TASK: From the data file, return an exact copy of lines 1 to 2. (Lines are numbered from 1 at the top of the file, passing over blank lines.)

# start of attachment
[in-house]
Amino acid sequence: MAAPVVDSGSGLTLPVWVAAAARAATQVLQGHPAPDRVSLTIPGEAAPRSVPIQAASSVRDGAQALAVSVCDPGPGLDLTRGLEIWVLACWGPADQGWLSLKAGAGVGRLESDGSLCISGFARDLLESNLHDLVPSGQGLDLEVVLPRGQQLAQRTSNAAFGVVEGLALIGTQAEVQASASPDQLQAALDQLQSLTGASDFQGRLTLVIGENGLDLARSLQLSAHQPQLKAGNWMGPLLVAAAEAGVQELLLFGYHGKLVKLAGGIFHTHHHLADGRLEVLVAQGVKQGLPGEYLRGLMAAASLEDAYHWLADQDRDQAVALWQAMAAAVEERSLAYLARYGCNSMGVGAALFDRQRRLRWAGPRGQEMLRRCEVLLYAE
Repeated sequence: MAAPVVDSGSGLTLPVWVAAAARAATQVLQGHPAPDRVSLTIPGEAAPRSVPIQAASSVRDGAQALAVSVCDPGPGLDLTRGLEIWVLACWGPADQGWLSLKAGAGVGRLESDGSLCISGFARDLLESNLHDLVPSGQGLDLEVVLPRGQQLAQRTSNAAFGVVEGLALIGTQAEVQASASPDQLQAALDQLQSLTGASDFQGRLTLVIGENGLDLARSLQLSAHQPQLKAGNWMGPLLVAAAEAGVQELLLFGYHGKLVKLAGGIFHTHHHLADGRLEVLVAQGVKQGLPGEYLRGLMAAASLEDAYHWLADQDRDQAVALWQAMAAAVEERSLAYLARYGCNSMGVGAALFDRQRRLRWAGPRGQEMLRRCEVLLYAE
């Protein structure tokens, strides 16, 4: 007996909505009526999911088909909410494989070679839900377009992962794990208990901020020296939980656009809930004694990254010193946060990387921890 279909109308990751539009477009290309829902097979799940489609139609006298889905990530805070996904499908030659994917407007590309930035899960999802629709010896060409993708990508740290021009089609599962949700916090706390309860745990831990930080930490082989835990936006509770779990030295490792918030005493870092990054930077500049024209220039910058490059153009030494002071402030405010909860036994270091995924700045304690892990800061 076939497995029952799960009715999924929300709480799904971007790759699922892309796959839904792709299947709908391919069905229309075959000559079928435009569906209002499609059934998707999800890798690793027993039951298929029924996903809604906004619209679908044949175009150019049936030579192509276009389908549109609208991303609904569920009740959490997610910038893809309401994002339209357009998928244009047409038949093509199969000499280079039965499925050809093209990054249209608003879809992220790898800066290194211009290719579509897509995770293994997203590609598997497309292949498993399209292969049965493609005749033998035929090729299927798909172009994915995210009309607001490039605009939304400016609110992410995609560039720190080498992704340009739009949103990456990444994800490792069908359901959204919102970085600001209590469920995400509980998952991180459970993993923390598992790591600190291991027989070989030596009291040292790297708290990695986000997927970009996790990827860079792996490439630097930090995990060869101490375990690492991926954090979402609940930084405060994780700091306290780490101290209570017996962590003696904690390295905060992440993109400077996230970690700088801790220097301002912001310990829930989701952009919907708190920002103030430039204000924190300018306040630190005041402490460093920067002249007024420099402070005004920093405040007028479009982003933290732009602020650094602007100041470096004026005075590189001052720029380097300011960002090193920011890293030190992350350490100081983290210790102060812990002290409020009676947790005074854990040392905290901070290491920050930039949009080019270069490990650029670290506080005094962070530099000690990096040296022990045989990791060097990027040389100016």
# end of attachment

[in-house]
Amino acid sequence: MAAPVVDSGSGLTLPVWVAAAARAATQVLQGHPAPDRVSLTIPGEAAPRSVPIQAASSVRDGAQALAVSVCDPGPGLDLTRGLEIWVLACWGPADQGWLSLKAGAGVGRLESDGSLCISGFARDLLESNLHDLVPSGQGLDLEVVLPRGQQLAQRTSNAAFGVVEGLALIGTQAEVQASASPDQLQAALDQLQSLTGASDFQGRLTLVIGENGLDLARSLQLSAHQPQLKAGNWMGPLLVAAAEAGVQELLLFGYHGKLVKLAGGIFHTHHHLADGRLEVLVAQGVKQGLPGEYLRGLMAAASLEDAYHWLADQDRDQAVALWQAMAAAVEERSLAYLARYGCNSMGVGAALFDRQRRLRWAGPRGQEMLRRCEVLLYAE